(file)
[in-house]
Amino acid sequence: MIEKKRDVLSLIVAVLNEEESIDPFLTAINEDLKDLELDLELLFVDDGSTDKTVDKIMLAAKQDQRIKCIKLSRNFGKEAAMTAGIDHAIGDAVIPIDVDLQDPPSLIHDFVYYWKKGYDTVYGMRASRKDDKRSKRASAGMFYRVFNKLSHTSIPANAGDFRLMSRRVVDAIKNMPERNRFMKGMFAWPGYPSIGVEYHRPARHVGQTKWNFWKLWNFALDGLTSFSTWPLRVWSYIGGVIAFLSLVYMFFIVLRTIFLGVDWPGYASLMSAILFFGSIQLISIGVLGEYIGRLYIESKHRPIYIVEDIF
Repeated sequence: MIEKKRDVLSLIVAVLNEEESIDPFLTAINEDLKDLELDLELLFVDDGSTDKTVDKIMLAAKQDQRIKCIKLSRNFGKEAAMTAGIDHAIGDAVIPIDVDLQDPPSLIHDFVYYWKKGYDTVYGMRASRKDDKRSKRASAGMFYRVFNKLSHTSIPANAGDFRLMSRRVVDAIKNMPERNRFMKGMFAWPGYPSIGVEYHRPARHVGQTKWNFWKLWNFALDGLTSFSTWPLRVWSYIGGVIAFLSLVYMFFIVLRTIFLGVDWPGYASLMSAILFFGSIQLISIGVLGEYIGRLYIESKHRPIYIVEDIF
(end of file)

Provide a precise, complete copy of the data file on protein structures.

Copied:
[in-house]
Amino acid sequence: MIEKKRDVLSLIVAVLNEEESIDPFLTAINEDLKDLELDLELLFVDDGSTDKTVDKIMLAAKQDQRIKCIKLSRNFGKEAAMTAGIDHAIGDAVIPIDVDLQDPPSLIHDFVYYWKKGYDTVYGMRASRKDDKRSKRASAGMFYRVFNKLSHTSIPANAGDFRLMSRRVVDAIKNMPERNRFMKGMFAWPGYPSIGVEYHRPARHVGQTKWNFWKLWNFALDGLTSFSTWPLRVWSYIGGVIAFLSLVYMFFIVLRTIFLGVDWPGYASLMSAILFFGSIQLISIGVLGEYIGRLYIESKHRPIYIVEDIF
Repeated sequence: MIEKKRDVLSLIVAVLNEEESIDPFLTAINEDLKDLELDLELLFVDDGSTDKTVDKIMLAAKQDQRIKCIKLSRNFGKEAAMTAGIDHAIGDAVIPIDVDLQDPPSLIHDFVYYWKKGYDTVYGMRASRKDDKRSKRASAGMFYRVFNKLSHTSIPANAGDFRLMSRRVVDAIKNMPERNRFMKGMFAWPGYPSIGVEYHRPARHVGQTKWNFWKLWNFALDGLTSFSTWPLRVWSYIGGVIAFLSLVYMFFIVLRTIFLGVDWPGYASLMSAILFFGSIQLISIGVLGEYIGRLYIESKHRPIYIVEDIF